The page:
Operator Certification: This year's hot topic
15 April 2008
Are you ready to take a New Year's Quiz? What do Nevada, Minnesota and Utah all have in common? Answer: They will all make crane operator certification mandatory this year.
The certification program offered by the National Commission for the Certification of Crane Operators (NCCCO) meets the different requirements for all three states.
Nevada's new requirement, which was effective January 1, affects all tower crane and mobile cranes with a boom length of at least 25 feet or a rated load capacity of 15,000 pounds or more. Crane operator trainees holding a provisional certificate may operate a crane only under the direct supervision of a certified crane operator. Utility companies and companies doing utility work are exempt from the regulations.
On July 1, Minnesota's new law will take effect, requiring certification from a nationally recognized and accredited program, such as the National Commission for Certifying Agencies (NCCA). All mobile crane operators on a construction site operating a crane with a capacity of 5 tons or more will be required to have certification. Once certified, the operator must recertify every five years. There is also a provision in the regulation allowing trainees to operate a crane under the direct supervision of a certified operator. Some exemptions apply, such as railroads, public utilities, mines, agriculture, military personnel and those operating a crane on their own property for personal use.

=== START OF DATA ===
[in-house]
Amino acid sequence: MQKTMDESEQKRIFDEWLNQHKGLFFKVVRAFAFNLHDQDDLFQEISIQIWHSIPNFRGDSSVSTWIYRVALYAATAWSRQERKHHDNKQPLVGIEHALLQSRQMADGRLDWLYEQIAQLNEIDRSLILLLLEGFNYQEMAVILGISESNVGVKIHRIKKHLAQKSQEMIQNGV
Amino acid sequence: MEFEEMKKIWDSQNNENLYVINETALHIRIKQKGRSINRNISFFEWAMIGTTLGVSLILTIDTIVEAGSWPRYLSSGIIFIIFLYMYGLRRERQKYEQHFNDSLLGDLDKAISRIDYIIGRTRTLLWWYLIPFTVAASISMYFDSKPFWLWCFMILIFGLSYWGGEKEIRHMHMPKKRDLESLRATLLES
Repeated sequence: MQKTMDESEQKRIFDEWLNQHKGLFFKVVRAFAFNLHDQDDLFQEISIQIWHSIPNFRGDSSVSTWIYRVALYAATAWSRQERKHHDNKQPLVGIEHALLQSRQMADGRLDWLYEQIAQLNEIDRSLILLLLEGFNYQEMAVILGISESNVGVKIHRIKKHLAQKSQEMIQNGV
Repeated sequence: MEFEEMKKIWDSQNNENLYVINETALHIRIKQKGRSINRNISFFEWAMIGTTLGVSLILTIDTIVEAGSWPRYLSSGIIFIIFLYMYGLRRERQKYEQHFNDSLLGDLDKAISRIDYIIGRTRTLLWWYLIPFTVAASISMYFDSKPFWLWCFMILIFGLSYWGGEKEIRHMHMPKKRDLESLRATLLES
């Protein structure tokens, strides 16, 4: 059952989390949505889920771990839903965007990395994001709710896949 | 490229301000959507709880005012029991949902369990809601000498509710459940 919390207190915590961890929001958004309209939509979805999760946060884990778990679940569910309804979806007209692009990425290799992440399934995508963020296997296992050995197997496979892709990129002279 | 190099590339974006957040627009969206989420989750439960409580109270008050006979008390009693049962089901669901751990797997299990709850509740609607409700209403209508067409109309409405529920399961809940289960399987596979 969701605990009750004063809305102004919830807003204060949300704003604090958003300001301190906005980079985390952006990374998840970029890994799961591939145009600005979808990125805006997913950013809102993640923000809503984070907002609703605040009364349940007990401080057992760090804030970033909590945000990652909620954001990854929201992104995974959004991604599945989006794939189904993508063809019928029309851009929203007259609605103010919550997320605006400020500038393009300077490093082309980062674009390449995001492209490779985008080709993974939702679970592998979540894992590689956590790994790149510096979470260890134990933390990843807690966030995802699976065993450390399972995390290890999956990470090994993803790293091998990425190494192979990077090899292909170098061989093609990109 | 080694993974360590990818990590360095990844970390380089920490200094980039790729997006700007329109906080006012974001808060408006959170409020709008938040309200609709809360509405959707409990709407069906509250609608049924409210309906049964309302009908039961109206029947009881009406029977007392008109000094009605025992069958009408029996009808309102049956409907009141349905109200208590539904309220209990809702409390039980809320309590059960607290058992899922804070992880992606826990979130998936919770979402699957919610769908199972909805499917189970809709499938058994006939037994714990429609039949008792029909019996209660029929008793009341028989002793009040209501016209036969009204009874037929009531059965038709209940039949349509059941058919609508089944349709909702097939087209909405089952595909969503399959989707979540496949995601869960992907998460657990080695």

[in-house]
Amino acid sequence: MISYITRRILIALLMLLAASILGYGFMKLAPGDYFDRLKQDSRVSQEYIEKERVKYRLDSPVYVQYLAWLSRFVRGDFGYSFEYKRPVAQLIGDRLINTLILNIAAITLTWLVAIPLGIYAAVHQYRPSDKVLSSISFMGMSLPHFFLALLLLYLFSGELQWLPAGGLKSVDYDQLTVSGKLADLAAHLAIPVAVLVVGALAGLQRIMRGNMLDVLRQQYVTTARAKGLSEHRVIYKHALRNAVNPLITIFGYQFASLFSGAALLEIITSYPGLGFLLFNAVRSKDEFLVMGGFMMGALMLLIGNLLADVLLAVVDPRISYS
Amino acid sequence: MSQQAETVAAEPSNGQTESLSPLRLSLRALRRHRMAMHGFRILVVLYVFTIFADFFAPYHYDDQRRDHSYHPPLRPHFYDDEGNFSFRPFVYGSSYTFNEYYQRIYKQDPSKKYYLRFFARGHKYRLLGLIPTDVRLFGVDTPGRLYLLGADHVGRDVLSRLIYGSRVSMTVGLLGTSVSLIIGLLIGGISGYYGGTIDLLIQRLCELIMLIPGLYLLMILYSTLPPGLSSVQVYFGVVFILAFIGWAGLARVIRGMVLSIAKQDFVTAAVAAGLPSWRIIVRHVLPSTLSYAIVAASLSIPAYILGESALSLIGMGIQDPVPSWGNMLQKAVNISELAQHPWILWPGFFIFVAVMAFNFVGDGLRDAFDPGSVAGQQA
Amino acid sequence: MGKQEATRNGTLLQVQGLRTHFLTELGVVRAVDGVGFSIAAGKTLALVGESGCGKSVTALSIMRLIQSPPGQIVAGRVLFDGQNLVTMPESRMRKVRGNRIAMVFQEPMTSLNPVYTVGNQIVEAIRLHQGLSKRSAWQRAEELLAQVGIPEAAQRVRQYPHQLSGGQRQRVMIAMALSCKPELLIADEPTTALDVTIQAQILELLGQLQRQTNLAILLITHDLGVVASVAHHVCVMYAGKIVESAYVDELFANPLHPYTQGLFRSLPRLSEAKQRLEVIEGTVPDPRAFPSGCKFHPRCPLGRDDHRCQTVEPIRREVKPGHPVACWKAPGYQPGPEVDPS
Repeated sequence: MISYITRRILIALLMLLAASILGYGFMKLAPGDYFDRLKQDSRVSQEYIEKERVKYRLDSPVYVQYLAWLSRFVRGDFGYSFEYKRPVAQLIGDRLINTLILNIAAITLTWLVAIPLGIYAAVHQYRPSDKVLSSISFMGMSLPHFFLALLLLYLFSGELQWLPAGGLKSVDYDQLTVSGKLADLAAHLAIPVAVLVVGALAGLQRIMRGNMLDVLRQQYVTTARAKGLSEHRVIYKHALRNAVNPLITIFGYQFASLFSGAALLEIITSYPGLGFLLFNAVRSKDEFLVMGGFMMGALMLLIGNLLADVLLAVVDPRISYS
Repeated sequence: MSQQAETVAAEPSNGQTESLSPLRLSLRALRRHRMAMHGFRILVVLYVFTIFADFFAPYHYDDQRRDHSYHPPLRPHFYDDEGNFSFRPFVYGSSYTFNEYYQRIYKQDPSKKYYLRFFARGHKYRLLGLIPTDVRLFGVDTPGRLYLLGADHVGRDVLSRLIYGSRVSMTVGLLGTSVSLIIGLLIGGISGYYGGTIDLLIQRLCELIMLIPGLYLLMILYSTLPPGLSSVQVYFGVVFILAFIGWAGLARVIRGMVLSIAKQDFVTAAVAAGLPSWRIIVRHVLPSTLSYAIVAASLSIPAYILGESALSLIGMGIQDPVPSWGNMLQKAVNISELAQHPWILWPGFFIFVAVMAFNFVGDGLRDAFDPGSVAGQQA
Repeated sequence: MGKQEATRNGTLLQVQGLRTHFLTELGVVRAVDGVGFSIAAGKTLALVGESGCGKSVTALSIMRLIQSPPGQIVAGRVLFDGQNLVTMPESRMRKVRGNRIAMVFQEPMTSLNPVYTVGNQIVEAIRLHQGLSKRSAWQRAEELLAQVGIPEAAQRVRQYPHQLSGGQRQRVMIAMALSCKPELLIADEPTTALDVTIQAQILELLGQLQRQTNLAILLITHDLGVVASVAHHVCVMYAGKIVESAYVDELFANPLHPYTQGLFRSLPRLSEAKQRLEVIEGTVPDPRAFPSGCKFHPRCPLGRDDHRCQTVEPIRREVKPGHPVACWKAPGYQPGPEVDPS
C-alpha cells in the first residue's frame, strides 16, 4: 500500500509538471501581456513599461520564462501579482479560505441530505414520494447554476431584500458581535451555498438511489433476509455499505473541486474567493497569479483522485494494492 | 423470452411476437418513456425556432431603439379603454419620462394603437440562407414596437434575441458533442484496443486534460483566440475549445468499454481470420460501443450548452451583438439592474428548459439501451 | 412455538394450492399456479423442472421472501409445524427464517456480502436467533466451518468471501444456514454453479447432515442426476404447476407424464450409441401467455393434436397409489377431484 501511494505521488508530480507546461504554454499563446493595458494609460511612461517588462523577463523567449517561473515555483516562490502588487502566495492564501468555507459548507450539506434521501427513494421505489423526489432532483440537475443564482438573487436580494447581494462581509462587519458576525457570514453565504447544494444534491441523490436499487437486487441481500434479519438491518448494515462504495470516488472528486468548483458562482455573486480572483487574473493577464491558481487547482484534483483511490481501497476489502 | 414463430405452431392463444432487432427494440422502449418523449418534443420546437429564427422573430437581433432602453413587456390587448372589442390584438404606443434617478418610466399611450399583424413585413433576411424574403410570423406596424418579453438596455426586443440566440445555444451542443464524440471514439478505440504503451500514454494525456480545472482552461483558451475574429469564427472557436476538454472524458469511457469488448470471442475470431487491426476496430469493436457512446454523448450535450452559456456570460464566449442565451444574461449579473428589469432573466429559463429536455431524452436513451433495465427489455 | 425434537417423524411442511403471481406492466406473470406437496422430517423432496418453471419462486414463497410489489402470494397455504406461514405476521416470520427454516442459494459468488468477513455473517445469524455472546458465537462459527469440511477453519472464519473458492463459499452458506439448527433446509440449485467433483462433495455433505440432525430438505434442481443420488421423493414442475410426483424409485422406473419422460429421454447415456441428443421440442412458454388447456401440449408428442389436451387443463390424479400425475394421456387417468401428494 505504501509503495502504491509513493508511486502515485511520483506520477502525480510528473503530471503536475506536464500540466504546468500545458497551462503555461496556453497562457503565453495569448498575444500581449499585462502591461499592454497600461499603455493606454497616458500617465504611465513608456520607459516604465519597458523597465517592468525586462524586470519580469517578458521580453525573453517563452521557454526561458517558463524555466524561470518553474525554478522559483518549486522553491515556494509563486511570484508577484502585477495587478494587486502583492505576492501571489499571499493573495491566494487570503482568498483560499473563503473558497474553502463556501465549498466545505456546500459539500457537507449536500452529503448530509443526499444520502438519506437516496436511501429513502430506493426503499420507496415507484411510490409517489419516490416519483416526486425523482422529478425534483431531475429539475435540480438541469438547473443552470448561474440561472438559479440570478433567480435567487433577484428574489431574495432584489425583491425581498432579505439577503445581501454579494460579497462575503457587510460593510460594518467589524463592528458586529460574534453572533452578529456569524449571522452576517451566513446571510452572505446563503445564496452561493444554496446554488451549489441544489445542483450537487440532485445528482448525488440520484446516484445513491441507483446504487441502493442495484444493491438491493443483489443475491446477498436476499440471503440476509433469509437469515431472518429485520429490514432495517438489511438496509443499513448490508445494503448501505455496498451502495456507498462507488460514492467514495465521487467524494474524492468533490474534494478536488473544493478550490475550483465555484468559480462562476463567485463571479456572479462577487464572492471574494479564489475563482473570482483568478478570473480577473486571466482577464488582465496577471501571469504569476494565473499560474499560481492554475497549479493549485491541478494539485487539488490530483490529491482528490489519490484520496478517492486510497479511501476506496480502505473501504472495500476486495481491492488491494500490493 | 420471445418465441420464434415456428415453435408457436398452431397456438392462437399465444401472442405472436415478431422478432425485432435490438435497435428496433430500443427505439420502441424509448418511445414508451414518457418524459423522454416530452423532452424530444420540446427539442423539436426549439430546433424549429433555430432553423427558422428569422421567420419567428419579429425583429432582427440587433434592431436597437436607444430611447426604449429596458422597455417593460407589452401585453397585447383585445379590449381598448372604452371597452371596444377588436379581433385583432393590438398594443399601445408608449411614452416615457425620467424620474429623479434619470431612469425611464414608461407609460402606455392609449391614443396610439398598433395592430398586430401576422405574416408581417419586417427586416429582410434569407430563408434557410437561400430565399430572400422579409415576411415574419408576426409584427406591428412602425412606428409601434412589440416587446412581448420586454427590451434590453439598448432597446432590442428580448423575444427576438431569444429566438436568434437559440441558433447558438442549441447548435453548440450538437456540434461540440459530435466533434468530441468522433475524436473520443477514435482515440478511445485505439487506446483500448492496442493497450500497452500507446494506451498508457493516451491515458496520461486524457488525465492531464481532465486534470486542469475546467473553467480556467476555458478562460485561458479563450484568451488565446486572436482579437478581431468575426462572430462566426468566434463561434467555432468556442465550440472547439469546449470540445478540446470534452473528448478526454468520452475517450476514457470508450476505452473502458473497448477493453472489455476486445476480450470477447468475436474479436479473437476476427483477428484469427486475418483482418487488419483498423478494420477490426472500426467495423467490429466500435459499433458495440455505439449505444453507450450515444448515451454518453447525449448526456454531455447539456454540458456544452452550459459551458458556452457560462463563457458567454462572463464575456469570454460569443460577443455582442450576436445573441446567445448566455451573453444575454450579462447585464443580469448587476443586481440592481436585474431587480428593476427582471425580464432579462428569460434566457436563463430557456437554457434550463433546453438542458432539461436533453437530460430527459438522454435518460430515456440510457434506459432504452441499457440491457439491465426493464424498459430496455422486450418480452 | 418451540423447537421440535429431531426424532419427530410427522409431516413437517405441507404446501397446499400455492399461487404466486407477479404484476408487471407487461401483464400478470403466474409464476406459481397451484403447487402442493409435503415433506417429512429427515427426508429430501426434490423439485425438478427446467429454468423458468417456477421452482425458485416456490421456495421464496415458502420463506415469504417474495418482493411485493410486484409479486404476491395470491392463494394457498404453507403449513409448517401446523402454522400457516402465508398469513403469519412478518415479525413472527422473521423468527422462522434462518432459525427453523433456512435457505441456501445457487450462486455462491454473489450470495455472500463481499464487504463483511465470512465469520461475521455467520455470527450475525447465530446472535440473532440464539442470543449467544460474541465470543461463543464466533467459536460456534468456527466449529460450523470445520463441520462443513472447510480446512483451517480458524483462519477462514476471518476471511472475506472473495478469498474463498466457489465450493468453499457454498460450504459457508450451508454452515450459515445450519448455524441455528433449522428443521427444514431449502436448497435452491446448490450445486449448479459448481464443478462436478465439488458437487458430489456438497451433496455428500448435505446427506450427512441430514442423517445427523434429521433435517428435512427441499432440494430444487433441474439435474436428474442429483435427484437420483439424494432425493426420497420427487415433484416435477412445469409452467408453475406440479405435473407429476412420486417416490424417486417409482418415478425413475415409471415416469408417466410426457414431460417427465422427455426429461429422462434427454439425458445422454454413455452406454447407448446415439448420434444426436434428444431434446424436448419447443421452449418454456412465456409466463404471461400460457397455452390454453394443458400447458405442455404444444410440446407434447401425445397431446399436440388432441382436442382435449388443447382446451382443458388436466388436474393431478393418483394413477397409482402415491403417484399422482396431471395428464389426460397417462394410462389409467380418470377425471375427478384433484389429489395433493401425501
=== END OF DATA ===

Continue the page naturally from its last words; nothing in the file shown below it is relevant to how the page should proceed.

Also as of July 1, all mobile crane operators in Utah must be certified for excavation, demolition work, or construction of commercial construction projects and residential projects of greater than two stories above ground. Certification must be from the National Commission for the Certification of Crane Operators (NCCCO) or an equivalent organization accredited by NCCA. Crane operations for single-family detached housing and multi-family housing, up to and including a four-plex, do not require a certified crane operator.
Any person found violating this requirement in Utah will be guilty of a Class A misdemeanor. The law does not apply to digger derrick trucks, knuckle-boom cranes or crane operations in the petroleum refining industry.
The NCCCO has a Certification 2007 information center on its web site to provide further details of these states' requirements, and to act as a clearing house for information on implementation of the new rules as it becomes available. See www.nccco.org or e-mail NCCCO at email@example.com.